A peek Into My Kitchen: A Whole Lotta Challah

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I have always wanted to get into making bread. Something about the whole process from the first bubble volcano of yeast, to the mush and squoosh of the dough to the final mouth-watering smell that fills the whole apartment just makes me want to take it on.

And, of course, from my viewpoint as a New York Jew, challah is basically the be all and end all when it comes to bread.  After trying out a whole bunch of recipes that didn't quite hit the mark, I finally found a recipe that I will actually incorporate into my repertoire on Hadassah Sabo Milner's blog In the Pink which came to her from fellow blogger Suzannah (Shoshana) Raff .

Even though there are a lot of steps, it's so easy to do that my 2 year old daughter and 5 year old son were able to help me every step of the way…particularly kneading the massive ball of dough!  Since camp is over for the summer, and school isn't starting until mid-September, I have a feeling that they are going to want to do this every week.

One caveat, since it is a pretty massive recipe, you either have to be prepared to eat a whole lot of bread, have people lined up to take some off your hands or clear out plenty of freezer space! I made about 6 decent sized loaves and 3 smaller ones with this recipe…but how many loaves you get depends on how big or small you choose to make them 🙂


5 lbs all-purpose flour (I guesstimated 15 cups and it worked out perfectly)

1 cup plus 1 tbsp sugar

2 packets active dry yeast (about 4 tsp)

1 cup oil (I used Canola)

4 cups warm water

4 eggs

2 tbsp salt

1. Preheat oven to 350 degrees F.

2. Pour flour into a large bowl (I used the bowl of my Kitchen-Aid stand mixer) and make a well in the center.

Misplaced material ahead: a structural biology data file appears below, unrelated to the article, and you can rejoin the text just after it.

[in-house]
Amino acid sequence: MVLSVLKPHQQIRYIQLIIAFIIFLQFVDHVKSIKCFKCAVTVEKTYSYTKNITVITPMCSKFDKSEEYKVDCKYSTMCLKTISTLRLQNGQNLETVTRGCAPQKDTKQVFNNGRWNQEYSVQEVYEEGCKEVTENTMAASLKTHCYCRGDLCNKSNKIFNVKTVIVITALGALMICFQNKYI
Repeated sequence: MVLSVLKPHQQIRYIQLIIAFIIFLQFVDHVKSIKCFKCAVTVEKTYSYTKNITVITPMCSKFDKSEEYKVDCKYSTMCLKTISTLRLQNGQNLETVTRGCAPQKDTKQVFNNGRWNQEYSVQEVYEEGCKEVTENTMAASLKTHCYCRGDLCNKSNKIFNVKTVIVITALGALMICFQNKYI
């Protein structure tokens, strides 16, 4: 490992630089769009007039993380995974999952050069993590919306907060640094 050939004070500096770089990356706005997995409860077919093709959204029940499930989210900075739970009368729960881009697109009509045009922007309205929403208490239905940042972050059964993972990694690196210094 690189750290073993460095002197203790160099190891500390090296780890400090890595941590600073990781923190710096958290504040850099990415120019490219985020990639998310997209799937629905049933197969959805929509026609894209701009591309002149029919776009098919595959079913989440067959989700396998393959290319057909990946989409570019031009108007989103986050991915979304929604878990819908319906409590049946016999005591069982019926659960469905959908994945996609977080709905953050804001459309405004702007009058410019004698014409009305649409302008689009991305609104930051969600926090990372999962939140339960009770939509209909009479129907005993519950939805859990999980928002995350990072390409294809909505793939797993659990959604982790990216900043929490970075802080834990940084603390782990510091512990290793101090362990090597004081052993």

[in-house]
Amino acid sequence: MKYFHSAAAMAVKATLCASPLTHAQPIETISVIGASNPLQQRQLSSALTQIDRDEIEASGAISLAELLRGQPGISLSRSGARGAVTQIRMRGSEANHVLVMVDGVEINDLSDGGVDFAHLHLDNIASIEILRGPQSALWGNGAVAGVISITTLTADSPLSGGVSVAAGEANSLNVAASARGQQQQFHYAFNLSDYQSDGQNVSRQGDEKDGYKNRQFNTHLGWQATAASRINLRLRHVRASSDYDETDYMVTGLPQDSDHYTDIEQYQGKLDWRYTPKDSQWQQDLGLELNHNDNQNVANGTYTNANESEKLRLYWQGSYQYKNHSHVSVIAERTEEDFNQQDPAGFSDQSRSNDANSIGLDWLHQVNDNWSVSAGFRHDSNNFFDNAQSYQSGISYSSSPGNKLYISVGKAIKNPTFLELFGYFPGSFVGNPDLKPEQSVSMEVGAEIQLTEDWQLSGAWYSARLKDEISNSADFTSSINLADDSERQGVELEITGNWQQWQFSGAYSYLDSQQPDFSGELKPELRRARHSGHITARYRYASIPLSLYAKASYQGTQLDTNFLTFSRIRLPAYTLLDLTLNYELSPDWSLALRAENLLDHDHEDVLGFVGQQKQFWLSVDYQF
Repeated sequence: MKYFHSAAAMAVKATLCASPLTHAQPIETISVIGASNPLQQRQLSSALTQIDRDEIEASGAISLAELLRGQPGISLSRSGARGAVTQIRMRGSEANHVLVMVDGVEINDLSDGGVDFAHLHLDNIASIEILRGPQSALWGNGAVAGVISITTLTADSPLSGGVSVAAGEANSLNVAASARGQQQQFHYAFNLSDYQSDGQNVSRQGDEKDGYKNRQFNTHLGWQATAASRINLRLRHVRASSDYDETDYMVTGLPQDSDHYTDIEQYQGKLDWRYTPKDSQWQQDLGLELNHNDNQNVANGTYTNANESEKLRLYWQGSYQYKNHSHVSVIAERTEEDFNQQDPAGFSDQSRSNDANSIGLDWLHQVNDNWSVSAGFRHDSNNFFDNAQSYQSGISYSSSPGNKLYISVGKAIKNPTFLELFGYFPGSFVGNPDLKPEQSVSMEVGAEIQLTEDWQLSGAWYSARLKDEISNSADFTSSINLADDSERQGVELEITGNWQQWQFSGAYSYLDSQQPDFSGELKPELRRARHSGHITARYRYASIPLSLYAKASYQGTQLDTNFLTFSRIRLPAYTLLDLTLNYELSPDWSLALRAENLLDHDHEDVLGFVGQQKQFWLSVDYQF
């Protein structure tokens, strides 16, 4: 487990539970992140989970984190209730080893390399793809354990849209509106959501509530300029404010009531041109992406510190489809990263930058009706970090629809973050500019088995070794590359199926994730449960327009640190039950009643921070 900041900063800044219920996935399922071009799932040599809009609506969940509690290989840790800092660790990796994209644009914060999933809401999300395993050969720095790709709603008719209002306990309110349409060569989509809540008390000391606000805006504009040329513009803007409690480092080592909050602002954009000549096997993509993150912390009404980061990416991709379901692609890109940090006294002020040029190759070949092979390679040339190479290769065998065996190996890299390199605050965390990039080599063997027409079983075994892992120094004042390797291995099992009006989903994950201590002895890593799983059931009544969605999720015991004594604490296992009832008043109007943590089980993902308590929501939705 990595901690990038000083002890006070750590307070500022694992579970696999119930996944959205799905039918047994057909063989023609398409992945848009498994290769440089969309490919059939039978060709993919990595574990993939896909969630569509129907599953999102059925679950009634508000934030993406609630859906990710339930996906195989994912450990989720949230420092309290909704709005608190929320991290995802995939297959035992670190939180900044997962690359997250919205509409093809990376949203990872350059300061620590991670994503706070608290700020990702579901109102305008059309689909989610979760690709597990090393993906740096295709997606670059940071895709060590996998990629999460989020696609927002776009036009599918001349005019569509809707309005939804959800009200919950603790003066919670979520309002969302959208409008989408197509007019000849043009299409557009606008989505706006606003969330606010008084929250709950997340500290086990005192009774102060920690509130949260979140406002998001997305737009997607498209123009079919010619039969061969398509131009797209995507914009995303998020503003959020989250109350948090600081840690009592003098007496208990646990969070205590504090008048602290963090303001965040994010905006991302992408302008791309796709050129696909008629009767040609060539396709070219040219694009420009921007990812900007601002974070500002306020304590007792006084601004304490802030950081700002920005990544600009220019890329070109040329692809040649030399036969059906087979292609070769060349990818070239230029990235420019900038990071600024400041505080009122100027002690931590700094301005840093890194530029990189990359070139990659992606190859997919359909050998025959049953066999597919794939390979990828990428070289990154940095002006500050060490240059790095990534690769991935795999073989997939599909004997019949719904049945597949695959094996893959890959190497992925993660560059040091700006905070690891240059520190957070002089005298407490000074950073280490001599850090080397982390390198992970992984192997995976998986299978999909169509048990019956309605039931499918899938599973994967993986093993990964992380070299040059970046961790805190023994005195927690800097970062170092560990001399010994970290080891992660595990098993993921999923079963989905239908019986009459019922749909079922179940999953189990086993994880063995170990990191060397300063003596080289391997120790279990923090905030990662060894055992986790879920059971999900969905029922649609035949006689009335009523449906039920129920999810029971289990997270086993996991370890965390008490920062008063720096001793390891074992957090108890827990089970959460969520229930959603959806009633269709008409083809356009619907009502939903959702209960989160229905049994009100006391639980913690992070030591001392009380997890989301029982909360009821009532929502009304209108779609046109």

3. Add yeast, 1 tbsp sugar and 1 cup warm water into the center well.  Watch the ensuing mini-volcano for about 5 minutes.

4. Sprinkle salt around the edges of the flour–keeping it away from the well.

5. Add 1 cup sugar, 1 cup oil and 3 lightly beaten eggs to the well. Mix thoroughly, either using the dough hook on the mixer and/or your hands–making sure to get all of the ingredients worked in.  I let my kids stick their hands in and do the first mix, and then finished it with the dough hook.  If you take that route,you will have a nice round glop of dough hanging on to the hook which will let you know that it is done.

6. Knead/continue to run mixer for about 10 more minutes until the dough is no longer super sticky. Let rise for 1/2 hour. (I let mine rise under a large clean kitchen bowl, and told my kids that it was resting…)

7.  Punch down dough, knead for another 10 minutes and let it rise for another 1/2 hour. (repeat nap time for dough under bowl…)

**If you are an observant Jew, or want the whole traditional challah experince, the time to 'take challah' is after this second rising.  Taking challah is basically removing a portion of dough, saying a blessing and either burning or throwing away the removed piece.**

8. Divide the challah into as many lumps of dough as you want loaves or rolls, and braid your bread. Let braids rise for another 1/2 hour.

9. Make an egg wash out of your remaining egg. Crack your egg into a small bowl and beat egg well with a splash or two of water.

10.  Brush risen loaves with egg wash, sprinkle with sesame seeds, poppy seeds, sea salt (or even colored crystalized sugar!) and bake for 30-40 minutes.  Depending on your oven, you may want to rotate your loaves once or twice during baking so that the bread on the top rack and the bread on the bottom rack get equal love from the oven.  Challah is done when golden brown and when you get a nice thump sound when you gently bang on the bottom of a loaf.